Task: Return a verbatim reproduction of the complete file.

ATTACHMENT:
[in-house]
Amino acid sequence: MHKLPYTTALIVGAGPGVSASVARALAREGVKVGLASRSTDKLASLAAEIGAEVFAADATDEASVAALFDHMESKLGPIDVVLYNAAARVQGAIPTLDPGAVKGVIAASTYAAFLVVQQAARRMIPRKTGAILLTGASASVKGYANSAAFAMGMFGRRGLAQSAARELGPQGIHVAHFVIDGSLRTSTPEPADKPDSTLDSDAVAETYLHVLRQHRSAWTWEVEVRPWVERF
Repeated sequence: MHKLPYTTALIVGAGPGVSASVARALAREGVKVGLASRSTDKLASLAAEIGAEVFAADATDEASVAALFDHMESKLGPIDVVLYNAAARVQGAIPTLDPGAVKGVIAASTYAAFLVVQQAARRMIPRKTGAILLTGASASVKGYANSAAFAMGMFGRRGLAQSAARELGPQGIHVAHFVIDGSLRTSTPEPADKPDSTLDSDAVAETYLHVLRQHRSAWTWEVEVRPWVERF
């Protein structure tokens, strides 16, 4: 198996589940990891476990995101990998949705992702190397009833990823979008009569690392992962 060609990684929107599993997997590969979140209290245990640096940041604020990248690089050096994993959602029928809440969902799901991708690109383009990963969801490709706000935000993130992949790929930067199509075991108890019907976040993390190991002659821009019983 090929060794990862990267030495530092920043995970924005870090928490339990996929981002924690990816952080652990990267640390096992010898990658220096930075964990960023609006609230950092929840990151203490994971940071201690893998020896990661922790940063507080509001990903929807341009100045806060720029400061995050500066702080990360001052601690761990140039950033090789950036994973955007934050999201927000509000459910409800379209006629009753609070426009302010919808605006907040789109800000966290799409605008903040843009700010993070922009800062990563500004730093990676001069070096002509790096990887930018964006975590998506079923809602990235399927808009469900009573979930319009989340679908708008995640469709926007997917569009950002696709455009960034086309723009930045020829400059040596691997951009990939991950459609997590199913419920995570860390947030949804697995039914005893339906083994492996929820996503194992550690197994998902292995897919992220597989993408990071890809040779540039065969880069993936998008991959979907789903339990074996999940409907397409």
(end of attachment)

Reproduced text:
[in-house]
Amino acid sequence: MHKLPYTTALIVGAGPGVSASVARALAREGVKVGLASRSTDKLASLAAEIGAEVFAADATDEASVAALFDHMESKLGPIDVVLYNAAARVQGAIPTLDPGAVKGVIAASTYAAFLVVQQAARRMIPRKTGAILLTGASASVKGYANSAAFAMGMFGRRGLAQSAARELGPQGIHVAHFVIDGSLRTSTPEPADKPDSTLDSDAVAETYLHVLRQHRSAWTWEVEVRPWVERF
Repeated sequence: MHKLPYTTALIVGAGPGVSASVARALAREGVKVGLASRSTDKLASLAAEIGAEVFAADATDEASVAALFDHMESKLGPIDVVLYNAAARVQGAIPTLDPGAVKGVIAASTYAAFLVVQQAARRMIPRKTGAILLTGASASVKGYANSAAFAMGMFGRRGLAQSAARELGPQGIHVAHFVIDGSLRTSTPEPADKPDSTLDSDAVAETYLHVLRQHRSAWTWEVEVRPWVERF
């Protein structure tokens, strides 16, 4: 198996589940990891476990995101990998949705992702190397009833990823979008009569690392992962 060609990684929107599993997997590969979140209290245990640096940041604020990248690089050096994993959602029928809440969902799901991708690109383009990963969801490709706000935000993130992949790929930067199509075991108890019907976040993390190991002659821009019983 090929060794990862990267030495530092920043995970924005870090928490339990996929981002924690990816952080652990990267640390096992010898990658220096930075964990960023609006609230950092929840990151203490994971940071201690893998020896990661922790940063507080509001990903929807341009100045806060720029400061995050500066702080990360001052601690761990140039950033090789950036994973955007934050999201927000509000459910409800379209006629009753609070426009302010919808605006907040789109800000966290799409605008903040843009700010993070922009800062990563500004730093990676001069070096002509790096990887930018964006975590998506079923809602990235399927808009469900009573979930319009989340679908708008995640469709926007997917569009950002696709455009960034086309723009930045020829400059040596691997951009990939991950459609997590199913419920995570860390947030949804697995039914005893339906083994492996929820996503194992550690197994998902292995897919992220597989993408990071890809040779540039065969880069993936998008991959979907789903339990074996999940409907397409």